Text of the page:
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Contact information
For information on Wisconsin's rare plants, contact:
Kevin Doyle
608-416-3377

Three-flowered Melic Grass (Melica nitens)

Life history

Species overview

Three-flowered Melic Grass (Melica nitens), a Wisconsin Special Concern plant, is found usually on steep slopes or rocky embankments in or near southern floodplain forests and southern mesic forests, as well as in dry prairies. It has also been found naturalized on railroad embankments. Blooming occurs early June through late July; fruiting occurs early July through late August. The optimal identification period for this species is late June through early August.

Synonyms: None

Identification

  • Distinguishing characteristics: Distinguished from M. smithii by habitat (southern forests vs. moist northern hardwood forests) and lemmas obtuse and awnless vs. actue and awned. Similar to M. mutica, which is found as close as Illinois, but which has shorter culms (0.5 to 1 m) and a panicle with few branches.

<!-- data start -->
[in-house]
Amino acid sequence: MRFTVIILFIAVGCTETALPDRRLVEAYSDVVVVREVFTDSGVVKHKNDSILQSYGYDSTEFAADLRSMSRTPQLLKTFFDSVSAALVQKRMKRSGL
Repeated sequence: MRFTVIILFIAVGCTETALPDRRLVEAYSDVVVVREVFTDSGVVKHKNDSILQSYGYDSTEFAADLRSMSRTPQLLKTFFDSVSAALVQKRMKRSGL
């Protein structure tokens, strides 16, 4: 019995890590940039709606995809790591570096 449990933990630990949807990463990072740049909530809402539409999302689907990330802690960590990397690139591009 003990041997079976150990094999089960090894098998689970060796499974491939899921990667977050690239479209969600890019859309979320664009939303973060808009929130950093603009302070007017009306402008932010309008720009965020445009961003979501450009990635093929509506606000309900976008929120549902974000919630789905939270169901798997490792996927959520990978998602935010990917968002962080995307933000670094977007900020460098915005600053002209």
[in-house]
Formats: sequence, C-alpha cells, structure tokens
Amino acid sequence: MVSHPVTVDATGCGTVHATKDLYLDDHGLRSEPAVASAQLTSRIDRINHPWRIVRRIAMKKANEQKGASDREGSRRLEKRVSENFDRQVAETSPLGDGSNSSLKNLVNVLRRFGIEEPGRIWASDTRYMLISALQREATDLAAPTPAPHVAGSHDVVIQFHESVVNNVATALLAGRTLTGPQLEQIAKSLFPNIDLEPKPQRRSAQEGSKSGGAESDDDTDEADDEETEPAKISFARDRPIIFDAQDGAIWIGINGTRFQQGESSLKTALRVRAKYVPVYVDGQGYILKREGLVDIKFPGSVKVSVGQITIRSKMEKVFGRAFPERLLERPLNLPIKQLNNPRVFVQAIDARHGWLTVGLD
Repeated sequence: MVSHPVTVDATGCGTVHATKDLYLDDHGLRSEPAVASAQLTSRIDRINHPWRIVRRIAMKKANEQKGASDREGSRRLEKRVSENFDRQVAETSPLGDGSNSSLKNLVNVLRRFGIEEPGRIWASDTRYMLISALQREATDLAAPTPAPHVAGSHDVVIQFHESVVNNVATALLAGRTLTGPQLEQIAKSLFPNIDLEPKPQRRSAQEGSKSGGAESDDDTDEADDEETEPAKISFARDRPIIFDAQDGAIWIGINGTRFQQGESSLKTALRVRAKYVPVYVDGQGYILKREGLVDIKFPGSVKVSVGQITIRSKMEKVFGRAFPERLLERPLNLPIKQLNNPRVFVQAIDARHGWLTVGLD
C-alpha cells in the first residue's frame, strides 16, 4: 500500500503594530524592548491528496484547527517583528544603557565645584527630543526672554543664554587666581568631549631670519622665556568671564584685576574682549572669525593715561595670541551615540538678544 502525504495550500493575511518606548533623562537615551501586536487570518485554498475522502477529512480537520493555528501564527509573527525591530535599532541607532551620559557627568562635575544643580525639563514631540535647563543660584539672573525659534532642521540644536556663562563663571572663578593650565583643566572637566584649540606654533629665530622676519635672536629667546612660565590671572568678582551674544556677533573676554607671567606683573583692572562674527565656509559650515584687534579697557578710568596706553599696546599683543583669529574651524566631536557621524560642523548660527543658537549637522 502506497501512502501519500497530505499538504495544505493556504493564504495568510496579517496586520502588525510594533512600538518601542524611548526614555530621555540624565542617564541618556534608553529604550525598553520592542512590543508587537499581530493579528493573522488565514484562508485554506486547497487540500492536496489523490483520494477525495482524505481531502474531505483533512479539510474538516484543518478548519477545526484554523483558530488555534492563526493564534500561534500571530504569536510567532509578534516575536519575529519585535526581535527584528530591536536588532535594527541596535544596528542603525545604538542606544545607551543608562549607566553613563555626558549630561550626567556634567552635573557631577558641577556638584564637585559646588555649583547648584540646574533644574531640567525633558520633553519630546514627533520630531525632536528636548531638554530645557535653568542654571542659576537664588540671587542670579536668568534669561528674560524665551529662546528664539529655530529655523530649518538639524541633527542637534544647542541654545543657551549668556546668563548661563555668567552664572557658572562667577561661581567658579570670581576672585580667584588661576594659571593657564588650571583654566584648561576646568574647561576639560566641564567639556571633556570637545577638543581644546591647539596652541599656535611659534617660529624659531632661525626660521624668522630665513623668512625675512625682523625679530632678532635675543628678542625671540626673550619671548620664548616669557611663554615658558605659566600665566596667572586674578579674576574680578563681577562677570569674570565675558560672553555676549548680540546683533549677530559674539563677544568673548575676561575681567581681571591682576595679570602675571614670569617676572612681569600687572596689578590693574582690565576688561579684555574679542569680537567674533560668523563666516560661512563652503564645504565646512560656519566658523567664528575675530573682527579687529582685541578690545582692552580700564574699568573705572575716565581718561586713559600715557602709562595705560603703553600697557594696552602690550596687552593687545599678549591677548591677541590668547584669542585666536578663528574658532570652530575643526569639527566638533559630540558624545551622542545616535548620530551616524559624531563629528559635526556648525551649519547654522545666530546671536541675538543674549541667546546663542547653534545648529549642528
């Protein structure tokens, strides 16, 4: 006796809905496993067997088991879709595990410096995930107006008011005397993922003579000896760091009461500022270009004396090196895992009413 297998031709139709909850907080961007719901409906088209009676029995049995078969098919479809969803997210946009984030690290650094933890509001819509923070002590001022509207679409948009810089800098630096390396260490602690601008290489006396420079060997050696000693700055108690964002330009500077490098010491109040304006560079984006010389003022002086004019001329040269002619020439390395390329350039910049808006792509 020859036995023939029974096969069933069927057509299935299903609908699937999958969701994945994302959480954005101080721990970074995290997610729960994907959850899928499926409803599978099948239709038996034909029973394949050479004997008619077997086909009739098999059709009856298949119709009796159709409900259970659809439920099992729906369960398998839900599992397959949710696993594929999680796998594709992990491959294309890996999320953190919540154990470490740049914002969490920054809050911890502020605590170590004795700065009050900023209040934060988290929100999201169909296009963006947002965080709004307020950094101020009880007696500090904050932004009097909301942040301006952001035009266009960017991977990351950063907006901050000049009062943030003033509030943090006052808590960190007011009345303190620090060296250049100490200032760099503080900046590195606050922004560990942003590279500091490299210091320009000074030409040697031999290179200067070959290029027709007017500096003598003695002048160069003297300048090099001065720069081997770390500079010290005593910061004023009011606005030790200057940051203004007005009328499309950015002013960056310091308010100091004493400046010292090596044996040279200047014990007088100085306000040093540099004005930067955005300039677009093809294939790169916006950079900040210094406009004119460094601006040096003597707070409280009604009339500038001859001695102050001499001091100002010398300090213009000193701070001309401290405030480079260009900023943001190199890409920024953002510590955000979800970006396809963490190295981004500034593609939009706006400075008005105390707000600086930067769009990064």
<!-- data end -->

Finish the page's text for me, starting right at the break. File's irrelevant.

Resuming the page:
• Flower characteristics: Panicle compound with several spreading branches; spikelets usually 3-flowered, longer and narrower than glumes.
  • Fruit characteristics: Glumes distintly unequal in length; first glume shorter than spikelet, less than twice as long as wide; lemmas obtuse, awnless; rudimentary lemmas mostly minute.
  • Leaf characteristics: Sheaths glabrous or scabrous; blades 7 to 15 mm wide.

Phenology

  • Blooming phenology: early June through late July
  • Fruiting phenology: early July through late August
  • Optimum time to identify: late June through early August

Other

  • Growth form: Graminoid
  • Vegetative reproduction:
  • Life cycle: Perennial
  • Comments: Associated Species: Acer saccharum, Tilia americana, Betula alleghaniensis, Tsuga canadensis.

State status

Status and Natural Heritage Inventory documented occurrences in Wisconsin